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Scaling the Circular Built Environment: pathways for business and government

scaling the circular built environment cover page

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Author: 
WBCSD, Circle Economy
Publication Date: 
12/2018
Country: 
Switzerland

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Contact: 
Brendon Edgerton
Harald Friedl

The circular economy has great potential to help meet global sustainability targets and the Paris Agreement's goals in particular. The built environment, consuming almost half of the world's resources extracted every year and responsible for a massive environmental footprint, is a fundamental sector in the circular transition.

Moving towards a circular built environment involves a shift in roles and business models for stakeholders active in this sector. However, barriers related to culture, regulations, market, technology and education are slowing down the transition.

The private and public sector need to create a level playing field in order for circular materials, products and services to become the new normal in the built environment. This requires bold leadership from both companies and policy-makers who have to transform the market (e.g. by introducing new valuation methods) and implement long-term policies that encourage the scaling of circular solutions (e.g. through circular procurement). Standardization, new forms of collaboration and co-creation processes are essential elements in the transition. Digital innovation, education and information sharing can further drive the change in mindset and culture that is needed to turn the circular built environment into reality.

03 Jun 2019 to 05 Jun 2019
The World Circular Economy Forum is a ground-breaking event that presents the world’s best circular economy solutions and gathers together the most recognised experts and decision makers in the field. Be at the epicentre of the circular economy in Helsink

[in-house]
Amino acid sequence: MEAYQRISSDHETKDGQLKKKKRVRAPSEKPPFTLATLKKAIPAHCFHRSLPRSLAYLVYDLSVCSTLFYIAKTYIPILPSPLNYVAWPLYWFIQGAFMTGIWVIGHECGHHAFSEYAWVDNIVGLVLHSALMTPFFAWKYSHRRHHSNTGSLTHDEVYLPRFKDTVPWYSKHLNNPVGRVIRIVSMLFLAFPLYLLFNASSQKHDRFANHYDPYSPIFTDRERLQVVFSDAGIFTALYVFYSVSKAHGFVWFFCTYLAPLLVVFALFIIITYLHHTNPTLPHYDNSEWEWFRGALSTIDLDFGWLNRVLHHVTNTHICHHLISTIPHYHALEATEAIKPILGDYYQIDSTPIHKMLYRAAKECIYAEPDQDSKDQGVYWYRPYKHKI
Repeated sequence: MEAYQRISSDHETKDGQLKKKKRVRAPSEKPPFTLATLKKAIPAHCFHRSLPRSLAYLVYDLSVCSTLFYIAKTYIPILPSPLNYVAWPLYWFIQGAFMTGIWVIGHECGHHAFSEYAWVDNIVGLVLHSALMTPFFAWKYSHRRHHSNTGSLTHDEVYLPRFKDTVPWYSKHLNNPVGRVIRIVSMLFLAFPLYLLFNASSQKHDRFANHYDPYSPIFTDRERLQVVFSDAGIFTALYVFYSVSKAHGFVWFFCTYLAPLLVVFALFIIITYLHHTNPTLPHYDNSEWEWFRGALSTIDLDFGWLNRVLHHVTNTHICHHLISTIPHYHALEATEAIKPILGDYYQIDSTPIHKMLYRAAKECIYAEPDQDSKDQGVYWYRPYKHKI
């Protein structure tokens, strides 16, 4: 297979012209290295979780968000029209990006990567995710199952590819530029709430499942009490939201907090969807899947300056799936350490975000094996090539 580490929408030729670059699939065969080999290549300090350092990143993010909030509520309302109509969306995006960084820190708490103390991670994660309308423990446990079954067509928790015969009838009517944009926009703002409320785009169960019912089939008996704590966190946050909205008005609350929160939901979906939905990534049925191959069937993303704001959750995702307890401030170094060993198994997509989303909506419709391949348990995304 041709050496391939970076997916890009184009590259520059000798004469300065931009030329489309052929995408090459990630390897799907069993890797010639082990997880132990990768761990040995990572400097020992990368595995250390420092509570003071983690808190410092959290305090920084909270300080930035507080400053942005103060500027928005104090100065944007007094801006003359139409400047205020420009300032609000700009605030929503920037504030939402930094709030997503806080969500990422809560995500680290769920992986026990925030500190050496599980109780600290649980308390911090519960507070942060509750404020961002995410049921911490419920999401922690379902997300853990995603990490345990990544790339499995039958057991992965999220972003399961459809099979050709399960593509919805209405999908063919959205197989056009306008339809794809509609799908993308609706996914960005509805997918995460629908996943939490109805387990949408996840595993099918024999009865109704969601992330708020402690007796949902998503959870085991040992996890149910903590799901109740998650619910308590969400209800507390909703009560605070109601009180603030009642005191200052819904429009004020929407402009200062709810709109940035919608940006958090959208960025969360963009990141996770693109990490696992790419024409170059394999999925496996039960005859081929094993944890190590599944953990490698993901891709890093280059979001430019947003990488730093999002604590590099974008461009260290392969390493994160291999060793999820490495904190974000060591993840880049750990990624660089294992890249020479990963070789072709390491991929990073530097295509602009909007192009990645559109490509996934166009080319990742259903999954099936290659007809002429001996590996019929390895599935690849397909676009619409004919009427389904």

The World Circular Economy Forum is a ground-breaking event that presents the best innovations for circular economy and gathers the most recognised experts and decision-makers in the field. Be at the epicentre of the circular economy in Helsinki, Finland, on 3 - 5 June 2019.

From the production of agricultural lime to summer barbecues, olive pits make a perfect circular fuel

Klimis:From waste to value

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Country: 
Greece

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KLIMIS has been using the woody part of Greek olive pits as heating fuel for its kiln in order to bake lime stones since 1968. In 1992, it developed a patented process to recycle the residual material from this combustion into highly-efficient, low-emission barbecue briquettes.

African Circular Economy Network - Connecting Europe to 'Circular Africa'

African Circular Economy Network

The African Circular Economy Network (ACEN) is a registered Non-Profit Organisation in South Africa (195-590 NPO).

Its vision is to build a restorative African economy that generates well-being and prosperity inclusive of all its people, through new forms of economic production and consumption which maintain and regenerate its environmental resources.

Research
The research activities of the ACEN will investigate issues, document findings relevant for the African context and its needs. Researchers will be drawn from ACEN members, academics and other stakeholder partners across Africa, but also Europe, Asia or America, where needed.

Training and Awareness
The priority of ACEN is to raise awareness and undertake training amongst key sectors of the African economy: public (government, educational institutions), private (corporates & SMEs), and civil society (non-governmental organisations) to promote the concept, benefits, principles and practice of the Circular Economy.

Networking and Events